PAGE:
3. Charles Matthews on said:

      Everybody loves a list. The American Film Institute, for example, gets a couple of TV specials every year out of listing the 100 best movies in some genre or other. And every film critic in the country is annually obligated to come up with a list of the top ten movies of the year.But a list of 1,000 films? The vastness of such a project betrays its absurdity: No one's critical sensibility is so fine-tuned as to allow a convincing distinction in quality between the thousandth film on the list and [...]

    4. Kirk on said:

      Update 12/31/17:Three more movies seen before the end of the horrid year 2017:Guardians of the Galaxy 2 - ***Die Hard (r) My wife had never seen it, and it was playing in Bury St. Edmunds one night only. Holds up amazingly well, given how many action movies of that era are cringe-inducing now. Yippekayee.Star Wars: The Last JediI never thought I would type these words: Mark Hamill is great in this movie. Seriously. I'm not even kidding.Annual check on glass ceiling of directing films: 105 movies [...]

    5. Jarvo on said:

      David Thomson enjoys an enormous reputation as a film critic, fed, above all, by his Biographical Dictionary of Film, voted the best film book ever by a panel of his peers in Sight and Sound. Its perhaps telling then that he has chosen to complement that with a book of similar size, this time dedicated to films themselves. And these are, I believe, his most successful books by some distance. Is there, perhaps, something in his approach that is at its best when dealing with the details, rather th [...]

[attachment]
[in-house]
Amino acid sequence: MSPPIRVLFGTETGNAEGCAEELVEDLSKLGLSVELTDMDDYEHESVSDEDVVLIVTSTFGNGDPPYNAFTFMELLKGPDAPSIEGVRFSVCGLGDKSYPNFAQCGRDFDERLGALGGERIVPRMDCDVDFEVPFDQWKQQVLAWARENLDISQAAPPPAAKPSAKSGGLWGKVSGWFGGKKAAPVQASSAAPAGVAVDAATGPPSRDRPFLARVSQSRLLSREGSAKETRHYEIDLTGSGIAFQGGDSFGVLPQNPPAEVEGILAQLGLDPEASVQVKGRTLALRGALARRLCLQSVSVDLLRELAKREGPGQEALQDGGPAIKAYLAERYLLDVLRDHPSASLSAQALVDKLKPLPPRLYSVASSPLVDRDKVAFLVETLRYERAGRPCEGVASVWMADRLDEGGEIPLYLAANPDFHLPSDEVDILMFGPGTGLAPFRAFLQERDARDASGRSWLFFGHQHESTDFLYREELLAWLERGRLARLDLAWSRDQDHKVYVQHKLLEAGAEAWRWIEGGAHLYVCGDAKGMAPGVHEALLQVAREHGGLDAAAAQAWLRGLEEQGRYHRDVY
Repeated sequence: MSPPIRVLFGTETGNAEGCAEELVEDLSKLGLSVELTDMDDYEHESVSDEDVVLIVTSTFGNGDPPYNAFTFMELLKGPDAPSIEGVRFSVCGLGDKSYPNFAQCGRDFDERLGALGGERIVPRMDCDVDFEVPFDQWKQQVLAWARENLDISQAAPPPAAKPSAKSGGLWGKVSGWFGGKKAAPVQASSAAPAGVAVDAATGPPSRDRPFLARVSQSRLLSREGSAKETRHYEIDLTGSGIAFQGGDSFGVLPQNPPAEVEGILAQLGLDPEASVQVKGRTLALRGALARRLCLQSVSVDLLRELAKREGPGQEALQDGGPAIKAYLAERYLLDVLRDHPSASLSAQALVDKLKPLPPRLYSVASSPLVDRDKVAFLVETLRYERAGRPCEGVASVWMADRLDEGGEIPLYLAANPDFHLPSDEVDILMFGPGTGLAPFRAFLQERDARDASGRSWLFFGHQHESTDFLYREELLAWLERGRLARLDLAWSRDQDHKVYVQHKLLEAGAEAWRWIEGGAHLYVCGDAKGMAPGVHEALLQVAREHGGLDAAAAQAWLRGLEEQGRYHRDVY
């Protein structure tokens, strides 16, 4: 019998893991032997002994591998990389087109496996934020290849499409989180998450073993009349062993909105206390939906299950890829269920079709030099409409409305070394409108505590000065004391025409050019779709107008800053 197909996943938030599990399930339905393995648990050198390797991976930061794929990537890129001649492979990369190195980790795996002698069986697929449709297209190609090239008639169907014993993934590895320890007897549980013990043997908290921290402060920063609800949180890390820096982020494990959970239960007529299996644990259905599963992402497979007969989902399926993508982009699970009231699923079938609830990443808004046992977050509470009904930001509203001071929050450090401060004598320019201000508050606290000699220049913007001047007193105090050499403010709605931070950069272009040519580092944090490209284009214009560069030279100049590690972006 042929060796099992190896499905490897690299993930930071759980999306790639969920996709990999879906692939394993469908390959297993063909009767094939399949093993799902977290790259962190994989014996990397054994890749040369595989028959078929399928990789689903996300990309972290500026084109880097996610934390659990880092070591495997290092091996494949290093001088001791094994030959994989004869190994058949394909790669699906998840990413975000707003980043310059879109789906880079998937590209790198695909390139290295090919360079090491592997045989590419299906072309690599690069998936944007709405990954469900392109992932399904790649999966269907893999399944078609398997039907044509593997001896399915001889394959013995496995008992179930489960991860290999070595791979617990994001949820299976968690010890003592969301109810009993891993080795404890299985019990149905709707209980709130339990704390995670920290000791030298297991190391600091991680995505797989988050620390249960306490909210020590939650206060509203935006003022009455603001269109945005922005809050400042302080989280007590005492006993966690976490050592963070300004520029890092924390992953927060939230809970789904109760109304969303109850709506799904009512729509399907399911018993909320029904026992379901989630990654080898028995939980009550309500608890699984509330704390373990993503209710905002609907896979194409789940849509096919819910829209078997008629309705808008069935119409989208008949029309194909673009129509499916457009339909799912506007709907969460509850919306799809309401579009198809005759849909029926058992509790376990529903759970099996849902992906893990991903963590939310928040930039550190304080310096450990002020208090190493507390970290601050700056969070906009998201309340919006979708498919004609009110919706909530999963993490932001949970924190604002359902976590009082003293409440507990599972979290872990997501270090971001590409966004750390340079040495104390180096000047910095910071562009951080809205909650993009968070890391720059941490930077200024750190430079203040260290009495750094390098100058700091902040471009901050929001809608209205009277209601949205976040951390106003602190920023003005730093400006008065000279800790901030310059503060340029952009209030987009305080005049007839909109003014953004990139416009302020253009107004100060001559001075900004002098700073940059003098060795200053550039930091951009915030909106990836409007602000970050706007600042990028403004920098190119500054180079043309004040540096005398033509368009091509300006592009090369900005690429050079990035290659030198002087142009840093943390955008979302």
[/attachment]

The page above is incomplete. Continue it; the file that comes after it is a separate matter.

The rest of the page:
6. Lize on said:

      I own Thomson's "New Biographical Dictionary of Film", which is excellent, so I picked this one up from the library to 'audition' it and see if I wanted to buy it (I did). It's a monster of a book, covering 1,000 films, one per page, with Thomson's personal thoughts on each one, which, being nowhere near as objective as a review might be expected to be, are fascinating and often great fun to read. And Thomson's encyclopedic knowledge of detail always tells me something I didn't know, even about [...]

    7. Robert Beveridge on said:

      David Thomson, Have You Seen?: A Personal Introduction to 1,000 Films (Knopf, 2008)I am enough of a film geek that I have a favorite critic, Jonathan Rosenbaum. He's witty, acerbic, and all too clear-eyed (enough to make an amateur like me wonder where I, or he, has gone so horribly wrong on certain movies). But after reading David Thomson's capsule notes on a thousand movies ranging from stuff everyone's written column inches on to movies even you have never heard of, Rosenbaum has some competi [...]

    8. Lewis Martin on said:

      A wonderful reference book for film fans. It consists of one page reviews of 1,000 films selected by Mr Thomson from the many thousands that he must have watched. They have been chosen either because they are personal favourites or because they are have particular significance in the history the cinema. Also included are the occasional TV series (The Sopranos) or TV drama (A Question of Attribution). It is the perfect coffee table book. It can be picked up for 2 minutes or 20 - the hard part is [...]

    9. Patrick on said:

      This makes for fascinating reading. I stumbled upon this compendium of reviews at an Exclusive Book sale, picked it up, and it was not long before I was hooked. At first I simply wanted to check Thomson's views against my own on many of my favourite movies; now I'm using it to guide me through my own classic film curriculum. I love this man's erudite turn of phrase and the compact manner in which he delivers his extensive knowledge and expertise.